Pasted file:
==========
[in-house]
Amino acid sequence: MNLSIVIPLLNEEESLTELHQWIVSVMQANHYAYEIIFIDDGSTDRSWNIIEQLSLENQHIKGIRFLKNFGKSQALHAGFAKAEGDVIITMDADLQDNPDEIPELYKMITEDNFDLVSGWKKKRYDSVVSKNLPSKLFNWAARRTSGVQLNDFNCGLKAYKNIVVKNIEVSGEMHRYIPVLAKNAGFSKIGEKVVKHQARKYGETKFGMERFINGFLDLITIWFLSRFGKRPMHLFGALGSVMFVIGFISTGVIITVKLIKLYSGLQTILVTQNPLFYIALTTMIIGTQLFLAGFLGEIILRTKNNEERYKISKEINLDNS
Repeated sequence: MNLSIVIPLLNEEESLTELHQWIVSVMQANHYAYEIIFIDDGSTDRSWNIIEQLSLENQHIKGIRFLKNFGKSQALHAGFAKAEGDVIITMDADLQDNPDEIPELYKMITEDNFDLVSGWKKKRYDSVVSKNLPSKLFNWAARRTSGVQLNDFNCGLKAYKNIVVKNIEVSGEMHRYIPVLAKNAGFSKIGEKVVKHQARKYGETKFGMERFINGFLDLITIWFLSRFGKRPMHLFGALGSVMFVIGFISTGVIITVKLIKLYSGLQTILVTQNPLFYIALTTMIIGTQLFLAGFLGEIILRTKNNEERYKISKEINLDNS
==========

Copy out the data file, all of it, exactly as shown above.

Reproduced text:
[in-house]
Amino acid sequence: MNLSIVIPLLNEEESLTELHQWIVSVMQANHYAYEIIFIDDGSTDRSWNIIEQLSLENQHIKGIRFLKNFGKSQALHAGFAKAEGDVIITMDADLQDNPDEIPELYKMITEDNFDLVSGWKKKRYDSVVSKNLPSKLFNWAARRTSGVQLNDFNCGLKAYKNIVVKNIEVSGEMHRYIPVLAKNAGFSKIGEKVVKHQARKYGETKFGMERFINGFLDLITIWFLSRFGKRPMHLFGALGSVMFVIGFISTGVIITVKLIKLYSGLQTILVTQNPLFYIALTTMIIGTQLFLAGFLGEIILRTKNNEERYKISKEINLDNS
Repeated sequence: MNLSIVIPLLNEEESLTELHQWIVSVMQANHYAYEIIFIDDGSTDRSWNIIEQLSLENQHIKGIRFLKNFGKSQALHAGFAKAEGDVIITMDADLQDNPDEIPELYKMITEDNFDLVSGWKKKRYDSVVSKNLPSKLFNWAARRTSGVQLNDFNCGLKAYKNIVVKNIEVSGEMHRYIPVLAKNAGFSKIGEKVVKHQARKYGETKFGMERFINGFLDLITIWFLSRFGKRPMHLFGALGSVMFVIGFISTGVIITVKLIKLYSGLQTILVTQNPLFYIALTTMIIGTQLFLAGFLGEIILRTKNNEERYKISKEINLDNS